351 Enhancements for error messages sit under wrong/message.
352
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353 Currently we support special messages for
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354
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355 * String ==
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356 * Array(ish) ==
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357 * including nested string elements
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358
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359 To use the Array formatter, you may also need to `gem install diff-lcs` (it's an optional dependency).
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360
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361 require "wrong/message/string_comparison"
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362 assert { "the quick brown fox jumped over the lazy dog" ==
363 "the quick brown hamster jumped over the lazy gerbil" }
364 ==>
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365 Expected ("the quick brown fox jumped over the lazy dog" == "the quick brown hamster jumped over the lazy gerbil"), but
366 Strings differ at position 16:
367 first: ..."quick brown fox jumped over the lazy dog"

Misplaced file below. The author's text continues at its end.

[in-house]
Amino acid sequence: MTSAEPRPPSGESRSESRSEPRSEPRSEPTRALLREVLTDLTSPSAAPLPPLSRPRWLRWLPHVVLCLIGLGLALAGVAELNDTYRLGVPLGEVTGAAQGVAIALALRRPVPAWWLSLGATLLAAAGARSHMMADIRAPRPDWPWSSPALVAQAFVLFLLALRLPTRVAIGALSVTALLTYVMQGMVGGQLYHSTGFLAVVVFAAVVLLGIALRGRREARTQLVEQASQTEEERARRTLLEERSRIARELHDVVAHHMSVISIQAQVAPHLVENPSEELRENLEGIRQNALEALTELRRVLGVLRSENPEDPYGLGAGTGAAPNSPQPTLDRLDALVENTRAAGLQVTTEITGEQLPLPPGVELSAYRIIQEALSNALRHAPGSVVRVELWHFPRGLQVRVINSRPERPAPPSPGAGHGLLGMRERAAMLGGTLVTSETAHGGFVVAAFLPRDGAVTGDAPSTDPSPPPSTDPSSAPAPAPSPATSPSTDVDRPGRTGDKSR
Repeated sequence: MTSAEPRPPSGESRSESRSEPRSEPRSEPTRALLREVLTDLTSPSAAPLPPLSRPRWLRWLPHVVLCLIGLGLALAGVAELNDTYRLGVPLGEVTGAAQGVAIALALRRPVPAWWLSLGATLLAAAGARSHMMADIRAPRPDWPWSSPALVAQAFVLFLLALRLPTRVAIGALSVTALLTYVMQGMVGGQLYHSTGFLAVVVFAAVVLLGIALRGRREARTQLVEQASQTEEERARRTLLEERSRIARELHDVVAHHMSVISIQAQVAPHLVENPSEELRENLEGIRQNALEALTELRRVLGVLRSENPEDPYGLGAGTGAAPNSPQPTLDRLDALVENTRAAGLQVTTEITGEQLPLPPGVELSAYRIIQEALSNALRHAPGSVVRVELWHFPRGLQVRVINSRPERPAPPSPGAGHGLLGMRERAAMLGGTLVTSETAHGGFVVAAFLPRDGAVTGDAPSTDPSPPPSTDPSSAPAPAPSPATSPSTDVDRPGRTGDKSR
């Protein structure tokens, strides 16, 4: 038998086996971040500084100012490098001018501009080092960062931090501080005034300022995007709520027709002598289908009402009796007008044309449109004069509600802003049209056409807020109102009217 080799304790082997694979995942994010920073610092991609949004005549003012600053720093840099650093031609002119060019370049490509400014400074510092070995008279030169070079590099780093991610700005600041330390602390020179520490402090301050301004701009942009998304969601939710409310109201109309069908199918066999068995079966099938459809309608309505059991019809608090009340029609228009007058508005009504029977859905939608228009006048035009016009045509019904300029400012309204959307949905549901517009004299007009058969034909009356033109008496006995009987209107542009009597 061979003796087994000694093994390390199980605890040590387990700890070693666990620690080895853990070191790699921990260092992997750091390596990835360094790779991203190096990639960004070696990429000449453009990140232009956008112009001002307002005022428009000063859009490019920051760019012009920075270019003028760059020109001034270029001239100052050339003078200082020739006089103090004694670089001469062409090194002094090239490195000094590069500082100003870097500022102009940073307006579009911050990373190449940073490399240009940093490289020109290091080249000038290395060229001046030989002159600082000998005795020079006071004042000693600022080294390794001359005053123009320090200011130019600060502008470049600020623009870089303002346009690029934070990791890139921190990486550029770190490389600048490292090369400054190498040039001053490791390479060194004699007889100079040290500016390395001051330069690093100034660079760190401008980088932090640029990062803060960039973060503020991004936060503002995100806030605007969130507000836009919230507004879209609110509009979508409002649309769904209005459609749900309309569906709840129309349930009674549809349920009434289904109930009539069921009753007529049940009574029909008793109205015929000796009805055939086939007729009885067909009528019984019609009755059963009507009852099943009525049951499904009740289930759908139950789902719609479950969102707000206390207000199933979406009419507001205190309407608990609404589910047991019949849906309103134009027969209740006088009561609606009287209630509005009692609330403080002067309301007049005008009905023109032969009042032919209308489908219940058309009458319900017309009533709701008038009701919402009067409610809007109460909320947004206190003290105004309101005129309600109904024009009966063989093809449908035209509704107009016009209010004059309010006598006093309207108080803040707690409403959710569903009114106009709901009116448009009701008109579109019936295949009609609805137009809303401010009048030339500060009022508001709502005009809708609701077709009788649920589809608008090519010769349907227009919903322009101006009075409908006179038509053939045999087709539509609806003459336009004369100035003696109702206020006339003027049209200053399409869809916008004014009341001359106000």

368 second: ..."quick brown hamster jumped over the lazy gerbil"
369
370 ---
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371
372 require "wrong/message/array_diff"
373 assert { ["venus", "mars", "pluto", "saturn"] ==
374 ["venus", "earth", "pluto", "neptune"] }
375 ==>
376 Expected (["venus", "mars", "pluto", "saturn"] == ["venus", "earth", "pluto", "neptune"]), but ["venus", "mars", "pluto", "saturn"] is not equal to ["venus", "earth", "pluto", "neptune"]
377
378 array diff:
379 ["venus", "mars" , "pluto", "saturn" ]
380 ["venus", "earth", "pluto", "neptune"]
381 ^ ^
382
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383 ## Config ##
384
385 These settings can either be set at runtime on the `Wrong.config` singleton, or inside a `.wrong` file in the current directory or a parent. In the `.wrong` file just pretend every line is preceded with `Wrong.config.` -- e.g. if there's a setting called `ice_cream`, you can do any of these in your `.wrong` file
386
387 ice_cream # => Wrong.config[:ice_cream] => true
388 ice_cream = true # => Wrong.config[:ice_cream] => true
389 ice_cream = "vanilla" # => Wrong.config[:ice_cream] => "vanilla"
390
391 or any of these at runtime:
392